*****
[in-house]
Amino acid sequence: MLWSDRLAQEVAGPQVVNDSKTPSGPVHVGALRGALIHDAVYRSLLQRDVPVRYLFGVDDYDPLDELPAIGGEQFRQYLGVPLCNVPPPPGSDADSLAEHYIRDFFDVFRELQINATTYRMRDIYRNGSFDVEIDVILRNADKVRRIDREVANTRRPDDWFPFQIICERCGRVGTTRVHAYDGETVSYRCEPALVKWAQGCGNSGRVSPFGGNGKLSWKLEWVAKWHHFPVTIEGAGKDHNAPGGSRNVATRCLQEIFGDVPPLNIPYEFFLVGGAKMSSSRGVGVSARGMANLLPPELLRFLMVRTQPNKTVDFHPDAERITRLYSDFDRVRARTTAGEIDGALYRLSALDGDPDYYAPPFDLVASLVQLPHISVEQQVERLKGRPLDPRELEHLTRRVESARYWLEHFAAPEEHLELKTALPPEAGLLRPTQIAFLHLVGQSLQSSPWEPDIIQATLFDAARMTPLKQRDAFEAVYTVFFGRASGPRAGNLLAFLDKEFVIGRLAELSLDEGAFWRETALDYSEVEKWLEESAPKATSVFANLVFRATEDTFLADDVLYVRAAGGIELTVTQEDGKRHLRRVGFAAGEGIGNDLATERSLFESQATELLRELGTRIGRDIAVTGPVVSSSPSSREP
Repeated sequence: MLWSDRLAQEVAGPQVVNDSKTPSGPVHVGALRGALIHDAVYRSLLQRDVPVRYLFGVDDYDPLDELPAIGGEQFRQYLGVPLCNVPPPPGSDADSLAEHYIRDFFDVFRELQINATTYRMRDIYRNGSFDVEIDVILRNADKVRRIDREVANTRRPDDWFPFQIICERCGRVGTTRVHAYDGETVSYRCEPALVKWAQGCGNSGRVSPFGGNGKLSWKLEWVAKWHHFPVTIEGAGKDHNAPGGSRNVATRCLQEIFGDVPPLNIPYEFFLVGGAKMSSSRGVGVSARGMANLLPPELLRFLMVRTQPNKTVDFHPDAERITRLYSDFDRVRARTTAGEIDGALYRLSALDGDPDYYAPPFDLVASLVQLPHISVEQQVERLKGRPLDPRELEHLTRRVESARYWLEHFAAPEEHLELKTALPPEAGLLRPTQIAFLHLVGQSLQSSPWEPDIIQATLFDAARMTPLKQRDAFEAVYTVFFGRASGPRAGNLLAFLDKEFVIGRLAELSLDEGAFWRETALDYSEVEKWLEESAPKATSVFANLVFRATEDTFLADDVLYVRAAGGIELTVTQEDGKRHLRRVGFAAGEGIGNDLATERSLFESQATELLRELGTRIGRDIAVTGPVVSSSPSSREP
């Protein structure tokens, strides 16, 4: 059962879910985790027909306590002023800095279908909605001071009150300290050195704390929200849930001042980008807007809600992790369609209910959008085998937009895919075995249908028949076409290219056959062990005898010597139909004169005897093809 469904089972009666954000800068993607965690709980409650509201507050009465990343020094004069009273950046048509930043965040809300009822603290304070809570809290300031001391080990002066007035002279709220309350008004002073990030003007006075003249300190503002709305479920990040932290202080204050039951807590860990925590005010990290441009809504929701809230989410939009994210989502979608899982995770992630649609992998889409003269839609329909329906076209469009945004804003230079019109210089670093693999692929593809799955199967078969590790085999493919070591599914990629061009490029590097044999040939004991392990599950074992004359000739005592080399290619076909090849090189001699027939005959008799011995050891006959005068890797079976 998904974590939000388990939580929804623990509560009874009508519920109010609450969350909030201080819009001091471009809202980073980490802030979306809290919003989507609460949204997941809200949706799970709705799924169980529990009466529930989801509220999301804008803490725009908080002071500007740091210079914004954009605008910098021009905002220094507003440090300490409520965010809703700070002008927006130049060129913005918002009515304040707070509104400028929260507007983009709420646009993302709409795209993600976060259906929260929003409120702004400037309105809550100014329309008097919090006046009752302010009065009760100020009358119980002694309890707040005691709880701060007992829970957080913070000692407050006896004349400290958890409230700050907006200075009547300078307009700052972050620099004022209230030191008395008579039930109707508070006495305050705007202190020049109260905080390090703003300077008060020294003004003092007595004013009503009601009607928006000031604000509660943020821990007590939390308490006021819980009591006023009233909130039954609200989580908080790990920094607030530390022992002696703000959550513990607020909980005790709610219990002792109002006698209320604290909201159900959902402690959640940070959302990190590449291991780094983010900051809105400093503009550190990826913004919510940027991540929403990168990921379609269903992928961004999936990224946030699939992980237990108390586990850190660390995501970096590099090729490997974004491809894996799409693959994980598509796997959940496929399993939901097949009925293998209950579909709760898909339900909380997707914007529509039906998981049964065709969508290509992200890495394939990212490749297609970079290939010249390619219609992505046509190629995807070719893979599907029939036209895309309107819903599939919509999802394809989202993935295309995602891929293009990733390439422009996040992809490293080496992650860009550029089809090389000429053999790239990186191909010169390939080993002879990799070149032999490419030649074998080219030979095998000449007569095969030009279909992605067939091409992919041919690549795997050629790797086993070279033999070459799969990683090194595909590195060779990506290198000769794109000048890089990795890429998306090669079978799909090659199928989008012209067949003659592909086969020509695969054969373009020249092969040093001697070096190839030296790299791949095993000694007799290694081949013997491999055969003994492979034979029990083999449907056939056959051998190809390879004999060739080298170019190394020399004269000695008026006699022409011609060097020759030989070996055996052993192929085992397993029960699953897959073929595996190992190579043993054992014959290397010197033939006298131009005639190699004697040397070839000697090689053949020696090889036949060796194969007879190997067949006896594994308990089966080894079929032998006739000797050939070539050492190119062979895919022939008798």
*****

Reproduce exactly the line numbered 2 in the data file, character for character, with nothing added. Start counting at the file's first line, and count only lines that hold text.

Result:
Amino acid sequence: MLWSDRLAQEVAGPQVVNDSKTPSGPVHVGALRGALIHDAVYRSLLQRDVPVRYLFGVDDYDPLDELPAIGGEQFRQYLGVPLCNVPPPPGSDADSLAEHYIRDFFDVFRELQINATTYRMRDIYRNGSFDVEIDVILRNADKVRRIDREVANTRRPDDWFPFQIICERCGRVGTTRVHAYDGETVSYRCEPALVKWAQGCGNSGRVSPFGGNGKLSWKLEWVAKWHHFPVTIEGAGKDHNAPGGSRNVATRCLQEIFGDVPPLNIPYEFFLVGGAKMSSSRGVGVSARGMANLLPPELLRFLMVRTQPNKTVDFHPDAERITRLYSDFDRVRARTTAGEIDGALYRLSALDGDPDYYAPPFDLVASLVQLPHISVEQQVERLKGRPLDPRELEHLTRRVESARYWLEHFAAPEEHLELKTALPPEAGLLRPTQIAFLHLVGQSLQSSPWEPDIIQATLFDAARMTPLKQRDAFEAVYTVFFGRASGPRAGNLLAFLDKEFVIGRLAELSLDEGAFWRETALDYSEVEKWLEESAPKATSVFANLVFRATEDTFLADDVLYVRAAGGIELTVTQEDGKRHLRRVGFAAGEGIGNDLATERSLFESQATELLRELGTRIGRDIAVTGPVVSSSPSSREP